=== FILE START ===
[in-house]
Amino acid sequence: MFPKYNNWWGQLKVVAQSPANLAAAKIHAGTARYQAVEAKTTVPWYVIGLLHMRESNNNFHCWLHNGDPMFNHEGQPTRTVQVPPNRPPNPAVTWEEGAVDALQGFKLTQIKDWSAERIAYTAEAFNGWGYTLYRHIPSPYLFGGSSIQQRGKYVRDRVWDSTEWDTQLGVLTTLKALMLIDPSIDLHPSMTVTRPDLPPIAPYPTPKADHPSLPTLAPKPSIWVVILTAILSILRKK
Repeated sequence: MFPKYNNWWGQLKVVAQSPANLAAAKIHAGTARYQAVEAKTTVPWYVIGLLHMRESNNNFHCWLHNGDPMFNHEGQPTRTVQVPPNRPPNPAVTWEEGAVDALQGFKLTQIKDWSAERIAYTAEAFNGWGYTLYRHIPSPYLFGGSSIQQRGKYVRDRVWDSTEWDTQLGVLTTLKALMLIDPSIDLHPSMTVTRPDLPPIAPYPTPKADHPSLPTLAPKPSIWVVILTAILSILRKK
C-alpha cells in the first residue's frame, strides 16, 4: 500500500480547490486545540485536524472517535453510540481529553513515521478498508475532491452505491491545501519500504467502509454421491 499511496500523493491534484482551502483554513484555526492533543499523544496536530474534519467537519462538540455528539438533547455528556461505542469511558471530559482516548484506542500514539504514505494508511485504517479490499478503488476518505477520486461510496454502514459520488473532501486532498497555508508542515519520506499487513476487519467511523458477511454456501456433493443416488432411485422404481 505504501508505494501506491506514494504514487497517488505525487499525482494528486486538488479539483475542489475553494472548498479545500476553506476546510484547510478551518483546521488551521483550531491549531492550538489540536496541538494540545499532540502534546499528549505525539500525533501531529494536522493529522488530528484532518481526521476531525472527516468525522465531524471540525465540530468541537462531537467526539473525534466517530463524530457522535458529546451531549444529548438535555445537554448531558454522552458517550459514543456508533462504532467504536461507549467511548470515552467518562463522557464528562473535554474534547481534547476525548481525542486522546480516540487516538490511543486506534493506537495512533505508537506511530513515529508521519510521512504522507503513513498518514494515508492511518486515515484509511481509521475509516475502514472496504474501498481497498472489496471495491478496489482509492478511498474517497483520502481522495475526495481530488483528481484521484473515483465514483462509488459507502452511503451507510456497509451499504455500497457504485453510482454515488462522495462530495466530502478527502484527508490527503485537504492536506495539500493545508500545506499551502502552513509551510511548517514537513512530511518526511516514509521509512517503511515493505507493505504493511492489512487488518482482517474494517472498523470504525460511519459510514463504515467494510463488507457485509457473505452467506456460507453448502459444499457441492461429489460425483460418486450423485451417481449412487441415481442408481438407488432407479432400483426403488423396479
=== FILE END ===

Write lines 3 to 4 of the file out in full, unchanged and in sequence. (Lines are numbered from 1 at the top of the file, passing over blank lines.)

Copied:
Repeated sequence: MFPKYNNWWGQLKVVAQSPANLAAAKIHAGTARYQAVEAKTTVPWYVIGLLHMRESNNNFHCWLHNGDPMFNHEGQPTRTVQVPPNRPPNPAVTWEEGAVDALQGFKLTQIKDWSAERIAYTAEAFNGWGYTLYRHIPSPYLFGGSSIQQRGKYVRDRVWDSTEWDTQLGVLTTLKALMLIDPSIDLHPSMTVTRPDLPPIAPYPTPKADHPSLPTLAPKPSIWVVILTAILSILRKK
C-alpha cells in the first residue's frame, strides 16, 4: 500500500480547490486545540485536524472517535453510540481529553513515521478498508475532491452505491491545501519500504467502509454421491 499511496500523493491534484482551502483554513484555526492533543499523544496536530474534519467537519462538540455528539438533547455528556461505542469511558471530559482516548484506542500514539504514505494508511485504517479490499478503488476518505477520486461510496454502514459520488473532501486532498497555508508542515519520506499487513476487519467511523458477511454456501456433493443416488432411485422404481 505504501508505494501506491506514494504514487497517488505525487499525482494528486486538488479539483475542489475553494472548498479545500476553506476546510484547510478551518483546521488551521483550531491549531492550538489540536496541538494540545499532540502534546499528549505525539500525533501531529494536522493529522488530528484532518481526521476531525472527516468525522465531524471540525465540530468541537462531537467526539473525534466517530463524530457522535458529546451531549444529548438535555445537554448531558454522552458517550459514543456508533462504532467504536461507549467511548470515552467518562463522557464528562473535554474534547481534547476525548481525542486522546480516540487516538490511543486506534493506537495512533505508537506511530513515529508521519510521512504522507503513513498518514494515508492511518486515515484509511481509521475509516475502514472496504474501498481497498472489496471495491478496489482509492478511498474517497483520502481522495475526495481530488483528481484521484473515483465514483462509488459507502452511503451507510456497509451499504455500497457504485453510482454515488462522495462530495466530502478527502484527508490527503485537504492536506495539500493545508500545506499551502502552513509551510511548517514537513512530511518526511516514509521509512517503511515493505507493505504493511492489512487488518482482517474494517472498523470504525460511519459510514463504515467494510463488507457485509457473505452467506456460507453448502459444499457441492461429489460425483460418486450423485451417481449412487441415481442408481438407488432407479432400483426403488423396479